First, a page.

Ever since I saw this game on Steam, I’ve wanted to play it for a while because of the nostalgic graphics. It looked rather difficult than most platformers I’ve played, but I decided to give it a chance because there was something that drew me to it.
Celeste has been well-received by fans and critics and is marketed as a challenging platformer.
It tells the story of a young woman named Madeline who comes to climb Celeste mountain. Along the way, she must face a part of her that tries to stop her along the way. A very simple story that gets better as you progress through it.
One thing that makes this gameplay special, is although it is designed to be difficult, (trust me, I’ve had my fair share of deaths and struggles) it’s only if you let it be. The game has an assist mode that allows you to adjust things like speed and stamina if you find yourself struggling too much. Elitists who always do these games on the hardest difficulty or without assistance will probably want my head for this; having turned on assist mode when I was having trouble and just wanted to move on. I only turned it on when I felt it was necessary. Other than that, I would try to go forward without it.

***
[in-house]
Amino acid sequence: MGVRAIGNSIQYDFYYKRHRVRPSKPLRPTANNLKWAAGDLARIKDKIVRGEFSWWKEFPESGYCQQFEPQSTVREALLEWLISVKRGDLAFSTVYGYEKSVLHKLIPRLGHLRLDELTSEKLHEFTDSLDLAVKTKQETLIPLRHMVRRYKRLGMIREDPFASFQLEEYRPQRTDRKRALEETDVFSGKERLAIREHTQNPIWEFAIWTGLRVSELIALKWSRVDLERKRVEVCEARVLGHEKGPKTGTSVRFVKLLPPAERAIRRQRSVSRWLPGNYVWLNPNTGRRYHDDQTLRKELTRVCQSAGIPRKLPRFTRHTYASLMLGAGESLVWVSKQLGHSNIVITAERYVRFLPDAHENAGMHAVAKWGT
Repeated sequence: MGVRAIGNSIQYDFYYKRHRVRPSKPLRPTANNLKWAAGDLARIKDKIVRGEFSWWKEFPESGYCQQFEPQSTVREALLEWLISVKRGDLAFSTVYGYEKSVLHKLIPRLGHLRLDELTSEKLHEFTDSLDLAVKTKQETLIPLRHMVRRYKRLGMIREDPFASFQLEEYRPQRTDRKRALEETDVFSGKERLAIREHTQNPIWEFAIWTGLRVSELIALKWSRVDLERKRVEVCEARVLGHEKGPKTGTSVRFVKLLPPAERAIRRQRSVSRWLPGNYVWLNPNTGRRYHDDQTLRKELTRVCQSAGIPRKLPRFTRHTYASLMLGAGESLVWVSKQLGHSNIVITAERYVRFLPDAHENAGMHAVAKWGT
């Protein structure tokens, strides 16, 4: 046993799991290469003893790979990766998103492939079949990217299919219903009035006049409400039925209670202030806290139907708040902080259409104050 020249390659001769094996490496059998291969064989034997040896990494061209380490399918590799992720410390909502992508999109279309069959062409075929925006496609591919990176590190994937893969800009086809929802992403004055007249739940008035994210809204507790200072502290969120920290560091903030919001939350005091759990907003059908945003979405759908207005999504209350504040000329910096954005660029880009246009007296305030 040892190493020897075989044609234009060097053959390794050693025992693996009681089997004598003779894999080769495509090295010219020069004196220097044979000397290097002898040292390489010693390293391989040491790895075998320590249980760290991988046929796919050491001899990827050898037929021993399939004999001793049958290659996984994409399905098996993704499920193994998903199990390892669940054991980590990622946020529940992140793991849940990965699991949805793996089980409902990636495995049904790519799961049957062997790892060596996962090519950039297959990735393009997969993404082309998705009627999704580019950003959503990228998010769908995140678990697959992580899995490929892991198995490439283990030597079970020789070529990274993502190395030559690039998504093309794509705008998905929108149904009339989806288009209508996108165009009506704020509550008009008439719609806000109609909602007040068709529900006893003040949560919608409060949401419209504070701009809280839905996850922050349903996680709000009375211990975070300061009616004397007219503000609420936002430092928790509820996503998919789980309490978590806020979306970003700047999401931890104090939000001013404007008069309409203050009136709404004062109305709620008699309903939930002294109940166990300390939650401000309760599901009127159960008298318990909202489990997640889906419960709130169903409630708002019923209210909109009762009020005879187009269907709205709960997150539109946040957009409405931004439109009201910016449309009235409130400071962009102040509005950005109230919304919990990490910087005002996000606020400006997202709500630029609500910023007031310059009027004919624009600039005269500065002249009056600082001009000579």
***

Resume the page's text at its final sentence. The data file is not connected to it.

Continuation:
But seriously, not every gamer wants to crash and burn constantly (you could say that’s why I stopped playing Cuphead!). Some of us are just in it for the story, like me. Having the assist mode allows me to still enjoy the game without getting overly frustrated. The developers recommend you play without the assist mode for the first time, but, they are aware everyone is different and may not want to do that. It’s not like they’re going to block your access to the game or write a letter of disappointment to you if you turn assist mode on in your first playthrough. So to anyone who says otherwise to my choice, suck it.
The game itself is actually not as long as I anticipated, and it has a small (but well done) set of characters.